I may impose restraints on God’s joy, but these are handcuffs that I put on myself. <br />[Slide]<br />Or putting it in economic terms, the lack of joy in a believer’s life is a demand problem, not a supply problem. <br />When we allow the joy of the Lord to flow through our lives, it will have visible ramifications in our lives: <br />Charles Spurgeon: <br />When joy comes into a man, it shines out of his eyes, it sparkles in his countenance. There is something about every limb of the man that betokens that his body, like a well-tuned harp, has had its strings put in order. Joy – it refreshes the marrow of the bones; it quickens the flowing of the blood in the veins. <br />In one of his writings, Spurgeon talks about the effect of joy on a man in his church: <br />[Slide]<br />“What a lump of sunshine that man was! The very sight of him seemed to fill me with exhilaration for his joy was wholly in his God!” <br />A lump of sunshine. What a wonderful description of a believer! <br />Yet, clearly not all Christians are lumps of sunshine! I think that’s because they <br />suffer from what we can call spiritual anemia. <br />Anemia is a medical condition caused by a lack of iron in a person’s body. A person suffering from anemia looks pale and washed out and generally feels lethargic and listless. <br />Christians who live without joy suffer from a spiritual anemia. They are spiritually lifeless, failing to tap into the source of their strength. <br />They exist rather than truly live. <br />Spiritual anemia can become so invasive in the life of a believes that it even shows itself in one’s physical appearance – <br />an anemic Christian just doesn’t have the radiance and vibrancy in his/her countenance as does a joy-filled Christian. <br />Surrender, Not Self <br />All of these promises sure sound good, but how do they mesh with some of Jesus’ tough commands: <br />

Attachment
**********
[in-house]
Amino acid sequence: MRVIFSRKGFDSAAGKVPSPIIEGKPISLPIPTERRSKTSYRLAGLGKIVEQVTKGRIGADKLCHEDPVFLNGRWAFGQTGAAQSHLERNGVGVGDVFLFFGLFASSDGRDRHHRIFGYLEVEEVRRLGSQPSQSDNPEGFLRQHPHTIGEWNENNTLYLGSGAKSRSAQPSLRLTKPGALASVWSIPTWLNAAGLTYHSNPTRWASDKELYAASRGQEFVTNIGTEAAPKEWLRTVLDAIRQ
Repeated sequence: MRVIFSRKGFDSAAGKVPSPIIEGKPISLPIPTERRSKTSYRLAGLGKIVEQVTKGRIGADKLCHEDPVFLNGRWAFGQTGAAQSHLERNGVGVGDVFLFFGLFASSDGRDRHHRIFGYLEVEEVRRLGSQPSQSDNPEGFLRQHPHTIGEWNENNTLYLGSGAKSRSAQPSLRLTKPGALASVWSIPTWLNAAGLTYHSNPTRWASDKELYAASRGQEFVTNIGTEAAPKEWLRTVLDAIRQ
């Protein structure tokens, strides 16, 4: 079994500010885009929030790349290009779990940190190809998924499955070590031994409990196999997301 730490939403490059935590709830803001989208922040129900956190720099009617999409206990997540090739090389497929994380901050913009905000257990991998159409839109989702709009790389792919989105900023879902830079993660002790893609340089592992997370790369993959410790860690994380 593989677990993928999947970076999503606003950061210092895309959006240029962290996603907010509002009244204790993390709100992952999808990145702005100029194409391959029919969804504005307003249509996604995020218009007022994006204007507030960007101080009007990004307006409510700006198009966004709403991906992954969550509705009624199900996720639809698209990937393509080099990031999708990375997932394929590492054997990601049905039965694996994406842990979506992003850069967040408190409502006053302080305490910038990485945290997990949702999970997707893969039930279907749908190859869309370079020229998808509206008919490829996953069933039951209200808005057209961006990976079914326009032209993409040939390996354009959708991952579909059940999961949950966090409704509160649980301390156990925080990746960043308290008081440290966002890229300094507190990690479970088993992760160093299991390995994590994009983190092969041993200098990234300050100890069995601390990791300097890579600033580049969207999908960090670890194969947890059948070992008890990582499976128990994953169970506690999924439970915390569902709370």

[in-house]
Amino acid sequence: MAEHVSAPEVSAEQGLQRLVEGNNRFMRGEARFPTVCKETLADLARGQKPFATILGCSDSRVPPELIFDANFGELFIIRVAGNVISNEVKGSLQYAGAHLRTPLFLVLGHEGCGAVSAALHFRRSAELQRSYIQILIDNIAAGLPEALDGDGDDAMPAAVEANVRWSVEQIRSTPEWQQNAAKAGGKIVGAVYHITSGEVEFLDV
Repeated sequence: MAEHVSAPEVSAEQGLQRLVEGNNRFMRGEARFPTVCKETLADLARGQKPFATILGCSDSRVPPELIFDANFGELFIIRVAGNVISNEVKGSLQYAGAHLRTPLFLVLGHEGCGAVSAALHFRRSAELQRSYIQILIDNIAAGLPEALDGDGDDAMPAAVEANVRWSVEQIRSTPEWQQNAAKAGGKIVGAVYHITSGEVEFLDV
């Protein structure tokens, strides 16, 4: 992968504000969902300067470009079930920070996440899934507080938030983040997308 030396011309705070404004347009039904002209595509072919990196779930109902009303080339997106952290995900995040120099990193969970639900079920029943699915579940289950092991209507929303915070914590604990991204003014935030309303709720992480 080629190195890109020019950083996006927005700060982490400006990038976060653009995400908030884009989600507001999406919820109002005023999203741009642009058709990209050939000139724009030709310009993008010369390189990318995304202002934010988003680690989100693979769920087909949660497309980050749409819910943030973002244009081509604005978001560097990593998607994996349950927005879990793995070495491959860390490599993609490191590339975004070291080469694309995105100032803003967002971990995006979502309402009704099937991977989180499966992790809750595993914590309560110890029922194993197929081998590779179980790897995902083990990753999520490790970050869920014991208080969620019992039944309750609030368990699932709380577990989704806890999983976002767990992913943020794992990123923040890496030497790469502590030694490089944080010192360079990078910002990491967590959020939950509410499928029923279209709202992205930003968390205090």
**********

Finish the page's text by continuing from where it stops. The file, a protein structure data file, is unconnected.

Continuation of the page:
“Whoever wants to be my disciple must deny themselves and take up their cross and follow me. For whoever wants to save their life will lose it, but whoever loses their life for me and for the gospel will save it.” (Mark 8:34-35)